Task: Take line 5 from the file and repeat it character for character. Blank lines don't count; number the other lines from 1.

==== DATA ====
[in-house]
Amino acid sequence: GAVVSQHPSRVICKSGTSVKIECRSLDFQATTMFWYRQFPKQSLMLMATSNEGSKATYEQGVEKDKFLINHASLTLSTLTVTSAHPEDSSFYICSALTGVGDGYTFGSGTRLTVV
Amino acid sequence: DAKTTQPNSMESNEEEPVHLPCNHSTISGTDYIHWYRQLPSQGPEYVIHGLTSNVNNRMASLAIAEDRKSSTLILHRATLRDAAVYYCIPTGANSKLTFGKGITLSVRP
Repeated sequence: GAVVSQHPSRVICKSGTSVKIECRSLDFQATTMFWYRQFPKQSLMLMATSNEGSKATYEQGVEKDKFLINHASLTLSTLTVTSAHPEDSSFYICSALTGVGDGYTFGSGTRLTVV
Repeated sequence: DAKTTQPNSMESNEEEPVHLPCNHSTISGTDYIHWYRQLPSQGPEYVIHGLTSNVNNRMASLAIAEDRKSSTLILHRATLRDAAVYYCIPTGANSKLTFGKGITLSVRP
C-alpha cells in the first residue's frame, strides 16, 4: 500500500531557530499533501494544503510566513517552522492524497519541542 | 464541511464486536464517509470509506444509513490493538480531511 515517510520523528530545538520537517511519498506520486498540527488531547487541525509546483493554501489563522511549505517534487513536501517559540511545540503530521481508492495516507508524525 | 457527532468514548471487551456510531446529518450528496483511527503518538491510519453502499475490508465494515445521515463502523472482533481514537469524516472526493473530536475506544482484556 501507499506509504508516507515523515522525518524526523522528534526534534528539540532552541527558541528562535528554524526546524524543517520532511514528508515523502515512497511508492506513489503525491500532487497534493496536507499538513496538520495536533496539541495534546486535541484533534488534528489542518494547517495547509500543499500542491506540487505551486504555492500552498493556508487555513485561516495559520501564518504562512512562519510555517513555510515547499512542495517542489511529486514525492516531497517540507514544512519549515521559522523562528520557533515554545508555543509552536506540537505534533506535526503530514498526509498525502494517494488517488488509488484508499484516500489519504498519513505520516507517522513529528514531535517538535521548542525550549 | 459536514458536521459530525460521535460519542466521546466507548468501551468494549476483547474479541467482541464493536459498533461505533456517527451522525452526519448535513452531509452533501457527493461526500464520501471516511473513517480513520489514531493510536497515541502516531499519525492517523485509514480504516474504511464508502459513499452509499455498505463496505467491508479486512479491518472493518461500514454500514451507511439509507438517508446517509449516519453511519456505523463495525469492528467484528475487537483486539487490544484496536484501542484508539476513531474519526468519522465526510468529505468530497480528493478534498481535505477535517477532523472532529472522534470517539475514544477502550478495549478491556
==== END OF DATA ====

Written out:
Repeated sequence: DAKTTQPNSMESNEEEPVHLPCNHSTISGTDYIHWYRQLPSQGPEYVIHGLTSNVNNRMASLAIAEDRKSSTLILHRATLRDAAVYYCIPTGANSKLTFGKGITLSVRP